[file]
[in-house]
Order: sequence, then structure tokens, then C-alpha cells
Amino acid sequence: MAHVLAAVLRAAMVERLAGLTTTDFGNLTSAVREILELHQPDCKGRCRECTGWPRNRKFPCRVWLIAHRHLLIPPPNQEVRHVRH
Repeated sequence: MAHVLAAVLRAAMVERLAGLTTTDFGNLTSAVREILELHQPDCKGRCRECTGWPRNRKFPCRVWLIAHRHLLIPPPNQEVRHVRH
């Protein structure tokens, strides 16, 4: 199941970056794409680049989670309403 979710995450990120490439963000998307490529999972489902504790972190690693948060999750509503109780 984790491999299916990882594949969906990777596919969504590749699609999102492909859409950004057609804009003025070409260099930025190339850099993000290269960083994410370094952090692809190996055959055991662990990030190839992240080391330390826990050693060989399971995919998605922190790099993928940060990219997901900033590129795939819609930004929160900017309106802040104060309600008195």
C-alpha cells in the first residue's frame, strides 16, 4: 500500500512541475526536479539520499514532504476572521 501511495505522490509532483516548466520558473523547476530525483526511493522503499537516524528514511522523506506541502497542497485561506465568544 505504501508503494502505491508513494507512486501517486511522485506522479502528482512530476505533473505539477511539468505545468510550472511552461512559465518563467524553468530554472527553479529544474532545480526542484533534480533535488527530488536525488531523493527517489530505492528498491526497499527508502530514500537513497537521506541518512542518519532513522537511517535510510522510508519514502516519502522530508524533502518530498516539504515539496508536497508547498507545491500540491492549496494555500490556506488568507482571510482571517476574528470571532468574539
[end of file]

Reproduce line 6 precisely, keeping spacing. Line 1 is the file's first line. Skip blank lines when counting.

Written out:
C-alpha cells in the first residue's frame, strides 16, 4: 500500500512541475526536479539520499514532504476572521 501511495505522490509532483516548466520558473523547476530525483526511493522503499537516524528514511522523506506541502497542497485561506465568544 505504501508503494502505491508513494507512486501517486511522485506522479502528482512530476505533473505539477511539468505545468510550472511552461512559465518563467524553468530554472527553479529544474532545480526542484533534480533535488527530488536525488531523493527517489530505492528498491526497499527508502530514500537513497537521506541518512542518519532513522537511517535510510522510508519514502516519502522530508524533502518530498516539504515539496508536497508547498507545491500540491492549496494555500490556506488568507482571510482571517476574528470571532468574539